Exploring the digital commons: an approach to the visualisation of large heritage datasets

Sam Hinton, Mitchell Whitelaw

    Research output: A Conference proceeding or a Chapter in BookConference contributionpeer-review


    Visualisation of complex datasets is often designed to assist communication and to make that data more visually accessible (Friendly and Denis, 2006). In some recent approaches to data visualisation, the goal of visualising datasets is not to reveal a single underlying 'truth' that hides in complex data, but rather to visualise the structure of the data itself, to 'show everything' and see what emerges (Jones, 2009). The latter approach is particularly useful in the visualisation of large digital heritage collections, which present challenges for conventional data visualisation because they are often polymorphous and idiosyncratic. Interactive tools for exploring heritage datasets can enable people to explore and play with potential relationships between parts of the collection and to learn about the collection itself and thus better understand the material it contains and how that material has been organised. This paper provides a tangible demonstration of this approach and how it has been embraced in two recent interactive heritage collection visualisation projects: Whitelaw's Visible Archive (which visualises the collection of the National Archives of Australia) and Hinton and Whitelaw's Flickr Commons Explorer (which visualises nearly 40 photographic collections comprising more than 20,000 images available through Flickr).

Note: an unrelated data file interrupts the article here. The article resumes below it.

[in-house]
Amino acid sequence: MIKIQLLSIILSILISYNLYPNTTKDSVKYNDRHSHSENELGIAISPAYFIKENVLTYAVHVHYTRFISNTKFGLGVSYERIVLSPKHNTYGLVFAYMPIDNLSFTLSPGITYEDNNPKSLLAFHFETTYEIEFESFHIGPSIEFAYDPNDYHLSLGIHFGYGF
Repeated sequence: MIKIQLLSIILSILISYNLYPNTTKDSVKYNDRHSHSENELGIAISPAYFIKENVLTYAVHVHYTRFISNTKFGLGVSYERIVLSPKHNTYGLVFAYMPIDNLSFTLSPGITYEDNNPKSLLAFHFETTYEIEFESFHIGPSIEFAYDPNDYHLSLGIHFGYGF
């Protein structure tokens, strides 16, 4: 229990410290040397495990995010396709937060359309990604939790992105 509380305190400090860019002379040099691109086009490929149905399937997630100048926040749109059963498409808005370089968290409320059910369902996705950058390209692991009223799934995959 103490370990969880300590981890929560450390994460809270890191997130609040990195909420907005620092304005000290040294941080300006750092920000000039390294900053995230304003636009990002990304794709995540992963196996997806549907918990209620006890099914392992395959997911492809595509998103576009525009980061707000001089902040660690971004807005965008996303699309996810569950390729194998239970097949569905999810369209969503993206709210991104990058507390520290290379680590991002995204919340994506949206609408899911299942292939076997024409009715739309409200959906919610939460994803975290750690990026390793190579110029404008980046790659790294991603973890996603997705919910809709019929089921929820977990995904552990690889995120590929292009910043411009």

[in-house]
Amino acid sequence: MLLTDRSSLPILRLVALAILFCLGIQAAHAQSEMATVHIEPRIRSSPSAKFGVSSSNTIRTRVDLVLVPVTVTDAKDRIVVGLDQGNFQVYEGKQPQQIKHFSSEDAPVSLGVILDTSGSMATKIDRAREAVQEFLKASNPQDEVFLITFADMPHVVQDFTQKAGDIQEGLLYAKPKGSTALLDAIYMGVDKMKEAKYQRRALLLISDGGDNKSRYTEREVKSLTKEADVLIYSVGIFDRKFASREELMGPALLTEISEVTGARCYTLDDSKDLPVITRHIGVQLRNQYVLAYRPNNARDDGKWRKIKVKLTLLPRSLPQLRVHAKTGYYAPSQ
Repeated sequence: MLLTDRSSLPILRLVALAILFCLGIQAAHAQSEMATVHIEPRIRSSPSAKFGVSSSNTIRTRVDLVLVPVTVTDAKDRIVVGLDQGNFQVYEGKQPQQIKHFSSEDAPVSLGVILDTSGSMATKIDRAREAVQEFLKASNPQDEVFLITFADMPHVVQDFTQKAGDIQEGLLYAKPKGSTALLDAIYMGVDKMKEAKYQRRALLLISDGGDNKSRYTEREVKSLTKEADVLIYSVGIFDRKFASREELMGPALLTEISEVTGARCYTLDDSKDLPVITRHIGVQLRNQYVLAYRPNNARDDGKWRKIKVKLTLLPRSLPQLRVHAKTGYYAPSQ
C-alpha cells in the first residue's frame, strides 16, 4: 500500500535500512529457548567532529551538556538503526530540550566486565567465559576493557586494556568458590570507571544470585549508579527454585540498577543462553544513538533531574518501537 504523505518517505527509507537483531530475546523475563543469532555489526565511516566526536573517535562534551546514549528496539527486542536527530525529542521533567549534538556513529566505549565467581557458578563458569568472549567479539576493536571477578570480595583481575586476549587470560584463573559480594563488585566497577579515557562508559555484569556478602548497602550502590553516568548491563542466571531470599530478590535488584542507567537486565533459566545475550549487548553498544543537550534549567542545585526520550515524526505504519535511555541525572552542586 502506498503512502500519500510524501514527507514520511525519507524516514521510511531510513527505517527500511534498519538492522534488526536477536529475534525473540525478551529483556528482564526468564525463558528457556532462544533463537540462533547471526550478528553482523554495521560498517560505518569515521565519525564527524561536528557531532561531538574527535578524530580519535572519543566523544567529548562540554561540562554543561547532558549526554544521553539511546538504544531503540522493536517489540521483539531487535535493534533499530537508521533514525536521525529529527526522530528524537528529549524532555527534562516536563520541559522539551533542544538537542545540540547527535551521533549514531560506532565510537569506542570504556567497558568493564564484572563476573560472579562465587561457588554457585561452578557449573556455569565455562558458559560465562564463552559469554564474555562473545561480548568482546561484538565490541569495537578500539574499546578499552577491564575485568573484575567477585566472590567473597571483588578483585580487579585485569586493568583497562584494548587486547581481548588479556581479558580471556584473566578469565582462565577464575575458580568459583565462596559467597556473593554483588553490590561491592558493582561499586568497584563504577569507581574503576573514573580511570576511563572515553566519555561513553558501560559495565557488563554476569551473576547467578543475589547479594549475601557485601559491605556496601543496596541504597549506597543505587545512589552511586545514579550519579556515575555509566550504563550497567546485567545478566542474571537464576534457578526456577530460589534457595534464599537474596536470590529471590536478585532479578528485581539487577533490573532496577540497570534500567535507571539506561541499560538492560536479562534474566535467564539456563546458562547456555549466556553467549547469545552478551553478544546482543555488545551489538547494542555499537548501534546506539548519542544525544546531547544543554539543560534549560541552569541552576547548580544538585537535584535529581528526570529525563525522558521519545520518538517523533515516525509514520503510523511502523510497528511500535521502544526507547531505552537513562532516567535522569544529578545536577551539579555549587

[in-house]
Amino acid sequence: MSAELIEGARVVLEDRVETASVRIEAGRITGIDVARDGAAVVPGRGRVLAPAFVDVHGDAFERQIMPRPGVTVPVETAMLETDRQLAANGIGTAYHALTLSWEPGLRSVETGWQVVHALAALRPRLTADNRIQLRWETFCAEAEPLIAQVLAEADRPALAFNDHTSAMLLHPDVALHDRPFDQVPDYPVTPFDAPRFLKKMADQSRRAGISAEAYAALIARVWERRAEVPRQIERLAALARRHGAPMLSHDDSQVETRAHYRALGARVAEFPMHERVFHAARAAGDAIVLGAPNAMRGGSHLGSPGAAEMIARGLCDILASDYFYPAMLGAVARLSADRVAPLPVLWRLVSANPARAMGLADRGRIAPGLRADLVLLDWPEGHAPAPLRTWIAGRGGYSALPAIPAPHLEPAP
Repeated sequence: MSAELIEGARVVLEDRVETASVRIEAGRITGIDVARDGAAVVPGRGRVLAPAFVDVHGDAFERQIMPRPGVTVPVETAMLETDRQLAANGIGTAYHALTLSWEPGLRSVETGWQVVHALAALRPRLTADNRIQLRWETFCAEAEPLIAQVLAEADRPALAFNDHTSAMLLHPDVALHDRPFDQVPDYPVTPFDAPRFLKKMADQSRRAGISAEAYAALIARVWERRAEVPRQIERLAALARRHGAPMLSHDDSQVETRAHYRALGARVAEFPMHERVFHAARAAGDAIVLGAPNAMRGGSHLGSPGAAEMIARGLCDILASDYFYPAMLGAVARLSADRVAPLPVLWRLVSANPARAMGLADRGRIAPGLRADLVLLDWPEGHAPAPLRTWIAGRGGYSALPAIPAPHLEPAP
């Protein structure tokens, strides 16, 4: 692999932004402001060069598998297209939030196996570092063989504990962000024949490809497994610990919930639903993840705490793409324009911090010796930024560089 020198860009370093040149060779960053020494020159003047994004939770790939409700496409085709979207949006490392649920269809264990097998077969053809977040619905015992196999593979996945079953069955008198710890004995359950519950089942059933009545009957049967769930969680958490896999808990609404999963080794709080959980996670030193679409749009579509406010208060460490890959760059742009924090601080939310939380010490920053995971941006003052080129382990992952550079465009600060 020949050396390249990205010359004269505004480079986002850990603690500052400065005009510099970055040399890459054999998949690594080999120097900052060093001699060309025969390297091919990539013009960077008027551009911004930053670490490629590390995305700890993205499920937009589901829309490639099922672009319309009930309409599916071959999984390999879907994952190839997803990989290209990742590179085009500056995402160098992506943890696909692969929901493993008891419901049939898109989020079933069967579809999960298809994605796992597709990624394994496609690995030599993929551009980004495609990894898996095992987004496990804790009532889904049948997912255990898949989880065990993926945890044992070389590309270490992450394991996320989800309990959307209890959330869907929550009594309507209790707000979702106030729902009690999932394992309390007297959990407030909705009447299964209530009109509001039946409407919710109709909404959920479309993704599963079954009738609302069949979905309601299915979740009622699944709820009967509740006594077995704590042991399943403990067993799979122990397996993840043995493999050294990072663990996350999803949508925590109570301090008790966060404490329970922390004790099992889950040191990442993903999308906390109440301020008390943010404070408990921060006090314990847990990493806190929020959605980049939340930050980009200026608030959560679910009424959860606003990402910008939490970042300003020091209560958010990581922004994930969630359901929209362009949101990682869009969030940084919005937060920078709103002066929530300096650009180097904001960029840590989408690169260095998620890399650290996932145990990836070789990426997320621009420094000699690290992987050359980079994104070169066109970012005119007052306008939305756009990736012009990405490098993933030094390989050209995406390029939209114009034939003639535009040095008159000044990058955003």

Original languageEnglish
    Title of host publicationEVA London 2010 : Electronic Visualisation and the Arts : proceedings of EVA London 2010
    Place of PublicationLondon
    PublisherBCS Electronic Workshops in Computing
    Number of pages8
    ISBN (Print)9781906124656
    Publication statusPublished - 2010
    EventElectronic Visualisation and the Arts - London, United Kingdom
    Duration: 5 Jul 20107 Jul 2010


    ConferenceElectronic Visualisation and the Arts
    Country/TerritoryUnited Kingdom


    Dive into the research topics of 'Exploring the digital commons: an approach to the visualisation of large heritage datasets'. Together they form a unique fingerprint.

    Cite this